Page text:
There are basically two elements that go into my machinery now, and that’s portability and a desire for playing faster music - which actually go hand-in-hand. I had to start making exceptions because I only have so much time. Everything can’t be perfect. I can only afford so much and I’m remembering how important it is not to obsess over every little thing. So, design restrictions are a very important factor in addition to how I want my sound to evolve. The second round of my machinery that I made for Melk and Honing was based on having faster beats and a more dynamic sound. Afterwards, I built masks which was an experiment into more aggressive sounds. Now, I’m onto something new with different sensibilities.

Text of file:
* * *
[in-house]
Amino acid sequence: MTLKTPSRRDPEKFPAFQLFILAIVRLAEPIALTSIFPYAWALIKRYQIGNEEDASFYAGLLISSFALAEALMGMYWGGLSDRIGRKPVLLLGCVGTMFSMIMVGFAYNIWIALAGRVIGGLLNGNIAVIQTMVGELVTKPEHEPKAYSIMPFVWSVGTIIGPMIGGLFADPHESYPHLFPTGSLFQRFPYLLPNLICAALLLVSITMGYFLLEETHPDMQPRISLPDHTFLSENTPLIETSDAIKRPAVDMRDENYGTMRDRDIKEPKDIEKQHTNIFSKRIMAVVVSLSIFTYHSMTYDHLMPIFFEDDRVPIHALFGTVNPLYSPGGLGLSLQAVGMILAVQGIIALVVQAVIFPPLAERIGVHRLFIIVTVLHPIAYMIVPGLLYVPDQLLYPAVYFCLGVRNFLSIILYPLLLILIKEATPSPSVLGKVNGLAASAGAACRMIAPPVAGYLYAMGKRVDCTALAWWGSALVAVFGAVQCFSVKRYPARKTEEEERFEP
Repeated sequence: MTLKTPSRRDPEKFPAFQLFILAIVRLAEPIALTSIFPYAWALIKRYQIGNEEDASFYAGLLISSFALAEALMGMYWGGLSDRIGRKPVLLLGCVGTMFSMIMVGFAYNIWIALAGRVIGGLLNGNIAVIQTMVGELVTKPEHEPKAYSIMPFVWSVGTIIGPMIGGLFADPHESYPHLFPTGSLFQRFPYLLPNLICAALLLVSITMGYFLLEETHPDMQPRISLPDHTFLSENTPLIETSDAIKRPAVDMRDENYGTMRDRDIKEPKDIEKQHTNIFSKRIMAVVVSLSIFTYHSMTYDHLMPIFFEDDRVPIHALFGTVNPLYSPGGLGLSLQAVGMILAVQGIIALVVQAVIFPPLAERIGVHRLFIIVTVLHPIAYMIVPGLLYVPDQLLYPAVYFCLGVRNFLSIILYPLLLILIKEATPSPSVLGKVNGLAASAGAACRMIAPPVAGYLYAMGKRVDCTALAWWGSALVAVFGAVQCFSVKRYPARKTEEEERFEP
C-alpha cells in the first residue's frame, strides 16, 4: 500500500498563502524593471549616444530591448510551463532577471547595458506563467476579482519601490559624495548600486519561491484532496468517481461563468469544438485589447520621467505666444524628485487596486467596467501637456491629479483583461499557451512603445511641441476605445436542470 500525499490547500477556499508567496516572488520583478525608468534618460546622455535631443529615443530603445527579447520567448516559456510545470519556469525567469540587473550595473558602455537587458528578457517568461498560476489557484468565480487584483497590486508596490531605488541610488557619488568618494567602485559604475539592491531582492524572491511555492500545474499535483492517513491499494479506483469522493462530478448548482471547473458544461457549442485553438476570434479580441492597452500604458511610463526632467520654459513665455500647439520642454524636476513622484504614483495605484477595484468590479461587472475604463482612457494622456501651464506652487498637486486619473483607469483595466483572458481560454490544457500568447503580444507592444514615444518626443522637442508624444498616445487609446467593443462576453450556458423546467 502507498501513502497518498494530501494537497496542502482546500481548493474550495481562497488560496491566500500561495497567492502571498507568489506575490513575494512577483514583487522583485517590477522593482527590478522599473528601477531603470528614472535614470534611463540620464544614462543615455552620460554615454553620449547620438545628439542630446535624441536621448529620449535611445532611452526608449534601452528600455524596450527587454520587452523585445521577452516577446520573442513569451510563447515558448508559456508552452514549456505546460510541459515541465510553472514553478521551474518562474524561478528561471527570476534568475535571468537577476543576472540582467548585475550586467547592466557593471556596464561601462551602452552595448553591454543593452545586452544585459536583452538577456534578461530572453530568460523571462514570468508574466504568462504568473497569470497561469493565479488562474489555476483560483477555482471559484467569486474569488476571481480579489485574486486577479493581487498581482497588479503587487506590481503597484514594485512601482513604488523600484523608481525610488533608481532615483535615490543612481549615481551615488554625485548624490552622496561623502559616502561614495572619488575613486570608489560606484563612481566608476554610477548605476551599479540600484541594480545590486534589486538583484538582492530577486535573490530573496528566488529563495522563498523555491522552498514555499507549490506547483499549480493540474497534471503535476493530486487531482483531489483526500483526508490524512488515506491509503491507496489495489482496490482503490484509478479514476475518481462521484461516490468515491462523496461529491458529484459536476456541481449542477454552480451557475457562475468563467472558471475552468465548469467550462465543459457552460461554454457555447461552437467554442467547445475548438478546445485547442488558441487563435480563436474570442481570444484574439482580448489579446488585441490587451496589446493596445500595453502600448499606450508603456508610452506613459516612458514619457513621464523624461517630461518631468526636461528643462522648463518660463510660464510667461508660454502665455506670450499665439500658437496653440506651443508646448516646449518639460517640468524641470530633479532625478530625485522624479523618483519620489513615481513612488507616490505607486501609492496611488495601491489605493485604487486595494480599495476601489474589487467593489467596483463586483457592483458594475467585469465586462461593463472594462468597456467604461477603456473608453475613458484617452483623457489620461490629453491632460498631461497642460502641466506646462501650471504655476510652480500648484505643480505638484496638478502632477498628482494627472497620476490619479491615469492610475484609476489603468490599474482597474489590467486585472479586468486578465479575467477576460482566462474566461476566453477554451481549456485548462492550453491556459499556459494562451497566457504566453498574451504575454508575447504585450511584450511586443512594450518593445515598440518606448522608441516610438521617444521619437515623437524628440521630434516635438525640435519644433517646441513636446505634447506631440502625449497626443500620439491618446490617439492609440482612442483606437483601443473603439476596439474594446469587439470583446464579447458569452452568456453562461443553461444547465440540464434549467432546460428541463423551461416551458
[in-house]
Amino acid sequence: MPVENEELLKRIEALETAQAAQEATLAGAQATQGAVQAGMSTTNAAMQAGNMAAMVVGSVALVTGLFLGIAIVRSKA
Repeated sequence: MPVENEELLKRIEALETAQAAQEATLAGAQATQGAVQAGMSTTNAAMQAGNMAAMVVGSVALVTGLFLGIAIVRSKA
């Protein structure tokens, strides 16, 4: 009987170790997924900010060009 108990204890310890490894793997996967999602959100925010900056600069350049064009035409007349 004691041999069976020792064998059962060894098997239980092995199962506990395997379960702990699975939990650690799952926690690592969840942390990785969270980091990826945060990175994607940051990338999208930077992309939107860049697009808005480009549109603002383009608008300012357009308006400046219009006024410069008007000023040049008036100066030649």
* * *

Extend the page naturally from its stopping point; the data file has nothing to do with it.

I’m interested in how there is such a strong physical component to your music in that your whole body is being utilized to create these sound. Do you feel that the gestures and physical actions themselves are influential in developing certain moods or central ideas while you are creating music?
Absolutely. I’d say that about two-thirds of my albums are written with the instruments I’ve built and the rest is programming. I enjoy programming like everyone else, but I don’t really play those programmed songs live. The new EP, Pressure Mine, is completely programmed. I didn’t want to go and spend hours in my studio. I wanted to experiment with new sounds and programming material with all this new gear I had recently bought. So yeah, there were no physical gestures there. I tried to play it on my instruments and it just wasn’t the same. It wasn’t built on the instruments that move my body.